What can I say about the greatest face-off that ever happened? Not that much as Mario And Sonic competing at the Olympic Games isn’t the biggest of shocks to one’s rig.
But that being said, there is a sense of unity about this section of the Nintendo universe. Unlike Smash or even that weird outing with the Rabbids, the Nintendo Olympic titles are a more positive celebration of Japanese video game characters. It may be only two franchises, but they are emblematic of the atmosphere that Nintendo, and indeed the rest of the country, are looking to create and sustain.
And so come 2020, The Olympic Games will take place in Japan, and Mario and Sonic and everyone else will get involved in a title that is exactly like Mario Party (except in that, you know, skill actually matters).
Right off the starting line, I had fun with the motion controls. They brought back memories of the Wii, the console on which the first of these Olympic games game, debuted. You partake in a discipline using a variety of different actions, ranging from logical (pulling back a controller as you aim in archery), to symbolic (running a marathon using your arms), to bizarre (where is this motion to be found in surfing?). The jury may still be out on the potential for motion control, as you can very much the limitations especially since its a prerequisite to this gameplay, but there’s no denying that it is still heaps of fun.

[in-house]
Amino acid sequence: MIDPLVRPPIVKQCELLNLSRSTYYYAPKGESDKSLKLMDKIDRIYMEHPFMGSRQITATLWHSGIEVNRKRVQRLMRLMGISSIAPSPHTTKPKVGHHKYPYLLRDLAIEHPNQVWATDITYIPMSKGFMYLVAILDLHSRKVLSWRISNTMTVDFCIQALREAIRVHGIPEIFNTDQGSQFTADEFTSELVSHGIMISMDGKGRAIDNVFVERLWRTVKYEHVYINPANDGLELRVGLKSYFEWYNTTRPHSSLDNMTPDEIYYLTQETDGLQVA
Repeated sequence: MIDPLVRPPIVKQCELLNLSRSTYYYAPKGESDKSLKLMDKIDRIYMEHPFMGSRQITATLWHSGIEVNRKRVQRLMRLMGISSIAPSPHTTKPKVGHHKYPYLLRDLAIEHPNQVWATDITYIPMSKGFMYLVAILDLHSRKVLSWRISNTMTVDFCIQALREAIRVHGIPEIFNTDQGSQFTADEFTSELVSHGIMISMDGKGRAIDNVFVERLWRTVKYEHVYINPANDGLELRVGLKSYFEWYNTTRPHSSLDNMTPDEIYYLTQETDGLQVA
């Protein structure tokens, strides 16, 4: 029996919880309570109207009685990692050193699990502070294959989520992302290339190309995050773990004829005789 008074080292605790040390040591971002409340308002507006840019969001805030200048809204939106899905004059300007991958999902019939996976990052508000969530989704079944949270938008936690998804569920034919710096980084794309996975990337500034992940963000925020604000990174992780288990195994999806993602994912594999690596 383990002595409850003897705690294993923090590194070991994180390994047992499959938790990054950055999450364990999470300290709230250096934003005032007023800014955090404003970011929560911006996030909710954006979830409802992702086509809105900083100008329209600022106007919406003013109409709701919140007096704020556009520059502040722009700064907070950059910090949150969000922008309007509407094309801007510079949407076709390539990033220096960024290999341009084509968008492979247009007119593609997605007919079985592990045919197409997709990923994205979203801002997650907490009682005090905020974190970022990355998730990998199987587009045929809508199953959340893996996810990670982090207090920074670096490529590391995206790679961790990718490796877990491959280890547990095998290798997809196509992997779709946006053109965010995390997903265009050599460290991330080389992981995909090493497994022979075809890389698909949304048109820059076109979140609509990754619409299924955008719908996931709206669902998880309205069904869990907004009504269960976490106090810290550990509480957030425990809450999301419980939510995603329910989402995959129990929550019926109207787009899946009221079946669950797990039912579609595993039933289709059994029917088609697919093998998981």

A huge portion of the Games are there to play. As per the usual with Nintendo, the interface and menu navigation are dead easy to find your way around, and the game offers up the full roster of characters that we know and love (I’m not sure one can truly “love” Sonic, but whatever). Going into a match with yourself or others, you treated to colourful visual splendour. The graphics are emphasised throughout but it is a) never overwhelming and b) features simple enough world and character designs yet still remains good to look at. Replay functions mean that you get to watch Amy Rose take down Bowser like the oversized pineapple that he is. Dependent on your level of skill, matches in each discipline can be over in a short amount of time, which means that you can play a great number of them in a short time period of gaming.
In a move that vertically integrates with the greater Nintendo business strategy, the game features a chance for players to play the Olympic Games of yesteryear. I’m talking first-gen Mario and Sonic in all their pixelated winning glory, participating in their original environments though via our current-day controllers and mechanics.
Making the comparison, the gameplay is obviously not as engaging as the new stuff. But that’s unfair and not the point. The point is to let fans revel in where all of this came from. And it still looks great. I will maintain that when it comes to ageing, Nintendo and the overall aesthetic of their titles are not matched by the other consoles. All that said, the retro gaming is but a novelty, and it does not detract nor add anything to the game’s primary component.
Come next year along with the real Olympic Games, Mario and Sonic at the Olympic Games will serve as a great party game. It’s not necessarily a jewel in the crown for Nintendo, but it should remain a fun and inviting entry in their catalogue.
Last Updated: August 28, 2019